Walk-in Enclosure


Marmosets are tropical monkeys and require:

  • Surrounding temperature of 23-28 °C
  • Humidity level of 40-70%
  • Marmosets
    • will choose to go outside in cold weather, but it is critical they can return to the warmth if they wish
    • should not be allowed out when it is very cold as they have been known to get frostbite (guideline min. temp: 5 °C)


  • Clean, hygienic conditions are necessary
  • Stale food and excreta need to be removed regularly
  • A thorough clean of the enclosure should only be done once every 1-2 months
  • Scent marking is important to the marmosets and cleaning should not remove familiar scents completely

Features of a Good Enclosure

Hover your mouse over this image to reveal details of key components of the enclosure

A marmoset enclosure

Ceiling-Space Use

  • Structures attached to the ceiling by hooks and karabiner-type clips increase the amount of useful space
  • Allows marmosets to hang down and play
  • Marmosets are more active higher up
  • Mesh can even be used to cover the entire ceiling, dramatically increasing the effective space


  • Safe, high, dry, comfortable place to sleep/seek refuge/hide
  • In the wild, marmosets sleep on branch forks, or vine tangles
  • In captivity a nest-box provides a safe sleeping site in which to huddle
  • Should be well ventilated: reduces moisture from breathing; prevents risk of suffocation
  • Marmosets prefer a nest-box made of warmer softer materials such as wood and plastic rather than metal


  • Provides movement
  • Marmosets enjoy leaping onto and sitting, swinging and playing on it

Perspex Box

  • A perspex box with a layer of sawdust on the base creates ‘ground-like’ conditions without requiring the marmosets to spend any time on the ground
  • Food can be placed into the box, or mixed into the sawdust and so hidden – food that is not easily accessible requires the marmosets to work harder to reach it.
  • Marmosets may feel vulnerable to predators preferring to spend time higher up
  • A box fixed to a ledge like this gives them an elevated place in which to play and forage

Vertical Space Use

  • Vertical wooden poles and structures that make use of vertical space are essential
  • Allow marmosets to climb, cling and leap
  • In the wild marmosets live in the trees and rarely come down to the ground
  • Marmosets much prefer being higher up and are more active at higher levels (as shown in the main photo)

High Perches

  • Marmosets like to be able to flee above human head height
  • On high perches they can feel safe and have a good view of what is below

Wide Flat Perches

  • Allow several marmosets to occupy the space at once
  • Encourage positive grooming, full resting, huddling and other friendly social behaviours (flat surfaces can be kept dry and comfortable by making holes to drain away any urine)

Floor Covering

  • Encourages natural foraging behaviour as the monkeys have to work harder to find their food
  • Dropped food can later be searched out
  • Scatter feed can also be mixed into the sawdust before it is laid out after enclosure cleaning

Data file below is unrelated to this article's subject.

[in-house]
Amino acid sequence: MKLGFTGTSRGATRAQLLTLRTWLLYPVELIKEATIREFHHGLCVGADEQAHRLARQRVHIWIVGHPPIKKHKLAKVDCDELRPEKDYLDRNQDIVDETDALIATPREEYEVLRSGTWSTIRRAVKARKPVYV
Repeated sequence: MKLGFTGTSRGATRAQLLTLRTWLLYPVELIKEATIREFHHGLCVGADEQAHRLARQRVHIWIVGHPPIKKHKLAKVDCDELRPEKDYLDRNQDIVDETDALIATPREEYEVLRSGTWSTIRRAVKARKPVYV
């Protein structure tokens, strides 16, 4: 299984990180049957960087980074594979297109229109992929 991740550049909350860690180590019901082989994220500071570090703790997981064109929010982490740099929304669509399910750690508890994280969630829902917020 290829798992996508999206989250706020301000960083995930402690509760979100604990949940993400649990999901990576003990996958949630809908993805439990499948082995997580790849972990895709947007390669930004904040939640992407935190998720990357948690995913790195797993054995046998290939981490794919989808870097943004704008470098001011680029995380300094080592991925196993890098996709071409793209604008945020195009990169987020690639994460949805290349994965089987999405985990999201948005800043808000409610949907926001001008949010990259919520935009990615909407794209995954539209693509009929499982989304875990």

• Foraging on the floor encourages full use of the enclosure
  • A ‘biofloor’ can be used that requires less frequent cleaning, maintaining olfactory stability

Internal Window

  • Provides visual interest
  • Marmosets can sit on a ledge to view human activity and movement inside the building


  • Light intensity level affects behaviour
  • High light intensity encourages activity and improves reproduction
  • Natural and artificial sources of light are both important
  • Marmosets love sunbathing, and providing choice of light and darker areas is important

External Window

  • Provides visual ‘entertainment’
  • Bird seed provided on the outside windowsill and a bird table attract birds and other wildlife
  • One-way mirrored glass allows the marmosets to watch whilst being themselves unobserved
  • The ramps shown in the video allow marmosets to approach the window closely, and maximises the use of space

External Windowsill

  • The window sill provides a wide ledge on which many marmosets can sit together and look out of the external window

Sliding Panels

  • This small sliding door allows animals to be temporarily separated (e.g. for veterinary care)
  • A hole cut into the panel, and covered with clear perspex, also provides visual enrichment
  • Larger sliding dividers or panels within the enclosure are even better: whilst the marmoset is separated, they can still remain in close contact with their group (auditory and or visual). It also allows them to stay in a place they know, with familiar smells, helping to lessen their stress

For more detailed information on the features of a good enclosure see EAZA Husbandry Guidelines – section 2.1

Important: Always assess safety of any enrichment before and after introduction.

Access to an Outdoor Enclosure

Providing access to an outdoor enclosure improves welfare in captivity.

Ducting can be used to connect indoor and outdoor enclosures.

Important: marmosets with access to outdoor enclosures need to be immunised to protect them against infections that can be present in bird droppings, including Yersinia and Salmonella bacteria.